• With its detailed photographs and easy-to-read descriptions of the aspects of this career, Veterinary Technician: the Animal's Nurse is perfect for anyone who has ever been interested or curious about working with animals. (

Doctor of Veter

  • There's a new vet in town, who just graduated from Veterinary School, and these cute cats and dogs dressed in graduation caps are ready to congratulate the graduate when you personalize the front of this card with the name of the new Doctor of Veterinary Medicine (DVM). (


  • Attend lectures, conferences, or continuing education courses. (
  • Our clinical faculty provide continuing education lectures at state and regional Veterinary Medical Association conferences, as well as lunch and dinner lectures, which are often made possible with the support of various companies within the veterinary industry. (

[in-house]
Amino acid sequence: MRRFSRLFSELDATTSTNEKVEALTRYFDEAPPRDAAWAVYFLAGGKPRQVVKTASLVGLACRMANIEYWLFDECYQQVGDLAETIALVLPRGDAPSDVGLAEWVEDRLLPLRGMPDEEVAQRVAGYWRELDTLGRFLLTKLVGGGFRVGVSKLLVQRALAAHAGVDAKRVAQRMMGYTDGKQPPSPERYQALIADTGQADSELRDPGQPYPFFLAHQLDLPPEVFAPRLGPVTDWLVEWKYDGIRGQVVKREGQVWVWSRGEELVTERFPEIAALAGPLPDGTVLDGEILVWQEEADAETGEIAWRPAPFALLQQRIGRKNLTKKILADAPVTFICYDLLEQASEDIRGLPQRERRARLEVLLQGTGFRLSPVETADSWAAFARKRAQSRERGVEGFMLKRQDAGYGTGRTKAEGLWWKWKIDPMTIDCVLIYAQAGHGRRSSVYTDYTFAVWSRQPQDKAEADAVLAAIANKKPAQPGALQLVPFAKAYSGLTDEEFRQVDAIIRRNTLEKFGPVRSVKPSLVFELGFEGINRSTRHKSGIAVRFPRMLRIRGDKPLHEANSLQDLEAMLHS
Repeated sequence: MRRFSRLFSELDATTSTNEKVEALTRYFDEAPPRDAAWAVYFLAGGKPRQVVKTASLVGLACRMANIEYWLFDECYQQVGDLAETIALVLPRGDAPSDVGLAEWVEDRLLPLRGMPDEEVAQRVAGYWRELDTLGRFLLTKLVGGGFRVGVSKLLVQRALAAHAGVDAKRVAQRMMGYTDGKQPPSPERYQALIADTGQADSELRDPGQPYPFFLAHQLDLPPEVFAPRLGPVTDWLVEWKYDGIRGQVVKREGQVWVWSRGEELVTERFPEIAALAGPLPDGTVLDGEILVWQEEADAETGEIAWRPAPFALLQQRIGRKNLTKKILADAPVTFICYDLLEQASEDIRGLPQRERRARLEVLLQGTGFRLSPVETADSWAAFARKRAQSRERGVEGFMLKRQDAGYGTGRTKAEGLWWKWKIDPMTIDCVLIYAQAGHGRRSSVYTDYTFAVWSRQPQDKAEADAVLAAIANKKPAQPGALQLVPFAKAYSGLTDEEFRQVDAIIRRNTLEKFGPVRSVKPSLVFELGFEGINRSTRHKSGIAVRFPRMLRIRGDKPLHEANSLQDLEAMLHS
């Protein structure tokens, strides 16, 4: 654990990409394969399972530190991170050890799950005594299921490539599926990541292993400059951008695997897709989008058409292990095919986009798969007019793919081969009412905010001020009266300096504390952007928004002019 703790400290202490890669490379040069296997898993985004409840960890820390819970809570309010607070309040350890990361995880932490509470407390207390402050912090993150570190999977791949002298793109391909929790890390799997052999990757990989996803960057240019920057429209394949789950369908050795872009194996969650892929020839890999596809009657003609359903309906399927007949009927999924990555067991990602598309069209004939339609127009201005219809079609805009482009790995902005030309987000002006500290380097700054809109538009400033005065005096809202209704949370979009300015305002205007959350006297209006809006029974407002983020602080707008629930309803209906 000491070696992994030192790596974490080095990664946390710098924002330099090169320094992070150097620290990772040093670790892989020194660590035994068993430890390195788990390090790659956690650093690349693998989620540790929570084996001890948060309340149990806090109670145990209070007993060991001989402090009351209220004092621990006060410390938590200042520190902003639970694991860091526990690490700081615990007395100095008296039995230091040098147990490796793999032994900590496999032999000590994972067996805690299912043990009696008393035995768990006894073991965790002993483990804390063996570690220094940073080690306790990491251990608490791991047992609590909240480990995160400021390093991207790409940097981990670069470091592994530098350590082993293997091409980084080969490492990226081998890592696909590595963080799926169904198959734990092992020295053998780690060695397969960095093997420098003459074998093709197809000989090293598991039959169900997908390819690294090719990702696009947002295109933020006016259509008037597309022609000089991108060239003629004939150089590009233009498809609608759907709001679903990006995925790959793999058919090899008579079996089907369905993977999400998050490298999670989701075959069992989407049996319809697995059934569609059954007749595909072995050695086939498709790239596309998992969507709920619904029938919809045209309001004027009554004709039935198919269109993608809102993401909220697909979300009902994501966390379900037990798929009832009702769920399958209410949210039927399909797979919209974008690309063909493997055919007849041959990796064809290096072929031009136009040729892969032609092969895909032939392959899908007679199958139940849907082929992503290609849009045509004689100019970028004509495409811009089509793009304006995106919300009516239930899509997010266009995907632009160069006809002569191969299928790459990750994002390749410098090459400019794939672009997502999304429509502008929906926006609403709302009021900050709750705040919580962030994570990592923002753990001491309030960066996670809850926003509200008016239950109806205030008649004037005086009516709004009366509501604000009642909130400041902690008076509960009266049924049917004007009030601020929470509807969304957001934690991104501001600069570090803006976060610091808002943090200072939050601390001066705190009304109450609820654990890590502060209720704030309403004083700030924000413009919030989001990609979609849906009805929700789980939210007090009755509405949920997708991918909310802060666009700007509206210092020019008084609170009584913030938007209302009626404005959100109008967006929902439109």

• All continuing education programs are approved by either RACE or the Ohio Veterinary Medical Licensing Board on an hour per hour basis. (


  • Minimum pre-veterinary requirements for Alabama residents are those listed for the pre-veterinary curriculum in either the College of Agriculture, College of Sciences and Mathematics or the School of Forestry and Wildlife Sciences. (


  • Professional card to congratulate someone on graduating from veterinary school. (
  • The College of Agriculture, the College of Sciences and Mathematics and the School of Forestry and Wildlife Sciences offer Pre-Veterinary curricula and are responsible for pre-veterinary counseling. (


  • Supervise or train veterinary students or other staff members. (
  • Each year 120 students are admitted to the four-year program for the doctorate in veterinary medicine. (
  • Kentucky students must provide proof of residency from their college/university or from their state council on post-secondary education. (


  • All applicants must apply through the Veterinary Medical College Application Service (VMCAS). (


  • Also, a 2004 study by researchers at the Royal Veterinary College found that 53% of the brachycephalic dogs in their 92 dog sample had heart disease, compared to 24% of the non-brachycephalic dogs. (